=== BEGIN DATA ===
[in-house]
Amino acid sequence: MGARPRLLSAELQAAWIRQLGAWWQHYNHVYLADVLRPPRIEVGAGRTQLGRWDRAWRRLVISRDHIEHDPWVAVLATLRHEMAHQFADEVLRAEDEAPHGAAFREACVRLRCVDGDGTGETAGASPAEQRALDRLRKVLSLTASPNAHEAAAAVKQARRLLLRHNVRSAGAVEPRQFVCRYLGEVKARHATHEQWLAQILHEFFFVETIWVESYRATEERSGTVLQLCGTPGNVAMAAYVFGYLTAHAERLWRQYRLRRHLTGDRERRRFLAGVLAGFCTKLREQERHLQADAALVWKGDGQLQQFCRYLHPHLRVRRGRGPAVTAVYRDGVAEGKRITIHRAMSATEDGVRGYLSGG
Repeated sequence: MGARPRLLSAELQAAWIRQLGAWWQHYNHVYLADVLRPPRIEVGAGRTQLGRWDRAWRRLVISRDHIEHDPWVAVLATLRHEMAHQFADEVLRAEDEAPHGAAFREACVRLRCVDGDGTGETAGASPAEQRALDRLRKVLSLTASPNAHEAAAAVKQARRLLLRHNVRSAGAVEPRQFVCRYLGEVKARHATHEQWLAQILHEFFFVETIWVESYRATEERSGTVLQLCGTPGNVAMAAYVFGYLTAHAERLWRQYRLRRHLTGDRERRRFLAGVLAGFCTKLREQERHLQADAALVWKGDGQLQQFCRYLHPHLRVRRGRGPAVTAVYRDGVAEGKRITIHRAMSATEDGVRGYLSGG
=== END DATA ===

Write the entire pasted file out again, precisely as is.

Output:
[in-house]
Amino acid sequence: MGARPRLLSAELQAAWIRQLGAWWQHYNHVYLADVLRPPRIEVGAGRTQLGRWDRAWRRLVISRDHIEHDPWVAVLATLRHEMAHQFADEVLRAEDEAPHGAAFREACVRLRCVDGDGTGETAGASPAEQRALDRLRKVLSLTASPNAHEAAAAVKQARRLLLRHNVRSAGAVEPRQFVCRYLGEVKARHATHEQWLAQILHEFFFVETIWVESYRATEERSGTVLQLCGTPGNVAMAAYVFGYLTAHAERLWRQYRLRRHLTGDRERRRFLAGVLAGFCTKLREQERHLQADAALVWKGDGQLQQFCRYLHPHLRVRRGRGPAVTAVYRDGVAEGKRITIHRAMSATEDGVRGYLSGG
Repeated sequence: MGARPRLLSAELQAAWIRQLGAWWQHYNHVYLADVLRPPRIEVGAGRTQLGRWDRAWRRLVISRDHIEHDPWVAVLATLRHEMAHQFADEVLRAEDEAPHGAAFREACVRLRCVDGDGTGETAGASPAEQRALDRLRKVLSLTASPNAHEAAAAVKQARRLLLRHNVRSAGAVEPRQFVCRYLGEVKARHATHEQWLAQILHEFFFVETIWVESYRATEERSGTVLQLCGTPGNVAMAAYVFGYLTAHAERLWRQYRLRRHLTGDRERRRFLAGVLAGFCTKLREQERHLQADAALVWKGDGQLQQFCRYLHPHLRVRRGRGPAVTAVYRDGVAEGKRITIHRAMSATEDGVRGYLSGG